South Africa

South Africa’s economic growth expected to double in 2024

South Africa’s economic growth is expected to improve to 1.0% year-on-year from the likely 0.5% year-on-year growth in 2023. 

This is the view of Investec chief economist Annabel Bishop, who said 2024 could see the start of an interest rate-cutting cycle, lower inflation on average, and improvements to infrastructure. 

She said economic growth in 2024 will be lifted by a reduction and the eventual elimination of congestion at the country’s ports.

However, she warned that electricity supply is not expected to fully and consistently meet demand this year, and higher stages of load-shedding are likely.

“But 2025 should see more capacity from private sector generation, with further build-up over subsequent years,” she added.

South Africa’s economy will likely also get a boost from global economic growth.

The OECD highlighted the likelihood of only a mild slowdown in global growth in 2024, to 2.7% year-on-year versus 2.9% in 2023. 

2024 has already started relatively strong for the South African economy.

Financial markets’ appetite for risk-taking increased into the end of 2023, and the rand strengthened to R18.30/USD, with the JSE gaining close to 12% from early November.

However, both have weakened somewhat to market jitters in the first week of the year. 

“Domestically, sentiment concerns also centre around the nature of the coalition government after the national elections, likely in Q2 2024, which is also dulling business confidence, while uncertainties over the global environment persist, adding to volatility,” Bishop said.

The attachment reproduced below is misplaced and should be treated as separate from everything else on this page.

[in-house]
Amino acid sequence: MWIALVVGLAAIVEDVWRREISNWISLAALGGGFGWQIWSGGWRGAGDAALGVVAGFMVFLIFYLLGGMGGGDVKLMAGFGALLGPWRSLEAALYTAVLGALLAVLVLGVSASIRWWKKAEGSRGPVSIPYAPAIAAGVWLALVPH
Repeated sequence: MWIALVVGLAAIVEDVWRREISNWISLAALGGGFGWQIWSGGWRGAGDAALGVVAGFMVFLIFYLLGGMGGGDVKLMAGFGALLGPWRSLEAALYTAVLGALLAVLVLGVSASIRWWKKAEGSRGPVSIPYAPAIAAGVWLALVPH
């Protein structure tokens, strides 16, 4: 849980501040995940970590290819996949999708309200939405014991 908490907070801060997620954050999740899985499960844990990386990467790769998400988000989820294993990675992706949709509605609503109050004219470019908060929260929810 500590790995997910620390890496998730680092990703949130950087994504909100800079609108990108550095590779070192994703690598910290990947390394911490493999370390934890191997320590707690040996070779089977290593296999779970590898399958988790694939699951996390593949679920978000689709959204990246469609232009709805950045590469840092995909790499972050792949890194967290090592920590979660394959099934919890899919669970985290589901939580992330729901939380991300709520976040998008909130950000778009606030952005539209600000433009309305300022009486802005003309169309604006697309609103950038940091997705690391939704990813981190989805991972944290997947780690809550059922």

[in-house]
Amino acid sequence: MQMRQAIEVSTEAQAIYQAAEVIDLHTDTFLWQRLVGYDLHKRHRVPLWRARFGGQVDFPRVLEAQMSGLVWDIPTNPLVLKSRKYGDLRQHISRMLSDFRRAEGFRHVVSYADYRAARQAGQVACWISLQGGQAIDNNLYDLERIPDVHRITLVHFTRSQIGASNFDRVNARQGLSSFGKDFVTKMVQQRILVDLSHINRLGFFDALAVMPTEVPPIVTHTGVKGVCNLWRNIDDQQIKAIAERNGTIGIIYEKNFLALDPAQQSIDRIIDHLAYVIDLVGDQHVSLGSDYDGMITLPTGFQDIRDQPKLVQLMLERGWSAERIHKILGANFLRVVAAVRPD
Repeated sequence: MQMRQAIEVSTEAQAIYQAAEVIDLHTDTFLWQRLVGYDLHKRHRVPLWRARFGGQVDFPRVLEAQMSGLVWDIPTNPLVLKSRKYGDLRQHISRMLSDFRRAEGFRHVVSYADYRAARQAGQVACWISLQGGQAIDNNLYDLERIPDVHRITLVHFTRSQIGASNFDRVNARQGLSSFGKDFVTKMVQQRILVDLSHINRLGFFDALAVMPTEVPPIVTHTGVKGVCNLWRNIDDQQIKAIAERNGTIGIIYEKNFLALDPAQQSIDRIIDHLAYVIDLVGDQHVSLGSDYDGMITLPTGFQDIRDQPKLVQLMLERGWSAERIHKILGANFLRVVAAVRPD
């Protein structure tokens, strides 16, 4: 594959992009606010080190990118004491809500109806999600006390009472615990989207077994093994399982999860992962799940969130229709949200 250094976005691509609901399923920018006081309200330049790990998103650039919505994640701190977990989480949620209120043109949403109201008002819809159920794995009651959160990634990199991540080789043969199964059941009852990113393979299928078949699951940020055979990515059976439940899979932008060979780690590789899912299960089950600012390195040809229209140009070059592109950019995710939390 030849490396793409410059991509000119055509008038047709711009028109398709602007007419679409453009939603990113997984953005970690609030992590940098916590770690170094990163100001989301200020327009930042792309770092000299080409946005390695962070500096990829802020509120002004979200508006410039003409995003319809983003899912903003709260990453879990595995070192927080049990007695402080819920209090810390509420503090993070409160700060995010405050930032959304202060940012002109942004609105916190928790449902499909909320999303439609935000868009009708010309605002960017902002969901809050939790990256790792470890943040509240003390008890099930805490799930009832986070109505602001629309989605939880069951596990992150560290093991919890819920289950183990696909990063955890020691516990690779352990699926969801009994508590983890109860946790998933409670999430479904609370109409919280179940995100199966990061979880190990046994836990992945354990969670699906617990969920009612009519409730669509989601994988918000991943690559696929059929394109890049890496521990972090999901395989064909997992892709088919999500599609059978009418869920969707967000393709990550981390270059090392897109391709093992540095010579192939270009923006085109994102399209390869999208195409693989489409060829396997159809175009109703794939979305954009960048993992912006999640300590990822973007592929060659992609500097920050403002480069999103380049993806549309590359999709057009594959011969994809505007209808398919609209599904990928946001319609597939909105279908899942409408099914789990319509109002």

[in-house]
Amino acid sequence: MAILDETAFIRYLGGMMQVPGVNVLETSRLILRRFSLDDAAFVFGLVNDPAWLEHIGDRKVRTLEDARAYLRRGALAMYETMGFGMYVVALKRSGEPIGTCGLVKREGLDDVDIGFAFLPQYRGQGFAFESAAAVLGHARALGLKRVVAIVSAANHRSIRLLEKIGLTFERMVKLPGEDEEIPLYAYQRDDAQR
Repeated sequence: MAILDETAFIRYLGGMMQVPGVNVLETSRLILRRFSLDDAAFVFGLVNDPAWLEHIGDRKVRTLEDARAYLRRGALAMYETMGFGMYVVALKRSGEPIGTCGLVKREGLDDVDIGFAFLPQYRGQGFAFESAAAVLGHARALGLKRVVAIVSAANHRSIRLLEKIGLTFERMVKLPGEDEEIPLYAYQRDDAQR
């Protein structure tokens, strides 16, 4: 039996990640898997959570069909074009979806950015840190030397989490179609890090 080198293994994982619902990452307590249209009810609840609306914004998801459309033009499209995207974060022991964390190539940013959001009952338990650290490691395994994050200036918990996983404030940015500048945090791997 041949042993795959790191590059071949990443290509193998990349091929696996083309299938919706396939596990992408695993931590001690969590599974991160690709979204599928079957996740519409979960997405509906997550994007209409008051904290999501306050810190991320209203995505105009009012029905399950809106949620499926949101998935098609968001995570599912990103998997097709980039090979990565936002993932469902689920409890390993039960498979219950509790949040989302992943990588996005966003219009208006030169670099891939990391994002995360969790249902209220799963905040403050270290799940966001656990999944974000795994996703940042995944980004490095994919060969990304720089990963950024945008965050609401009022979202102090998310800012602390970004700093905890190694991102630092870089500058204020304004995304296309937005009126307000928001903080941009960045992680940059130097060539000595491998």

However, she said the local economy will likely get a boost from lower interest rates this year.

As expected, the rise in South Africa’s CPI inflation rate later in the year proved temporary, dropping from 5.9% year-on-year in October to 5.5% in November, and will likely fall to near 5.2% in December’s outcome, Bishop said.

Downward pressure from fuel price cuts saw South Africa’s inflation fall slightly towards the end of last year, as did rand strength for other commodities’ prices. 

While January will likely see a slight rise in inflationary pressure, it will not necessitate higher interest rates.

Instead, interest rate cuts are expected this year. However, the Monetary Policy Committee will most likely wait until CPI inflation runs around or below 4.5%, which is only likely in the year’s second half.

Investec expects three 25 basis point cuts in H2 2024, which would bring the repo rate down to 7.5%. 

“However, the SARB may decide to cut interest rates ahead of time if it feels confident that its forecast has a high probability of CPI inflation averaging at, or below, 4.5% year-on-year in H2 2024.”

“It is too early to tell with 100% certainty if this will be the case yet.”


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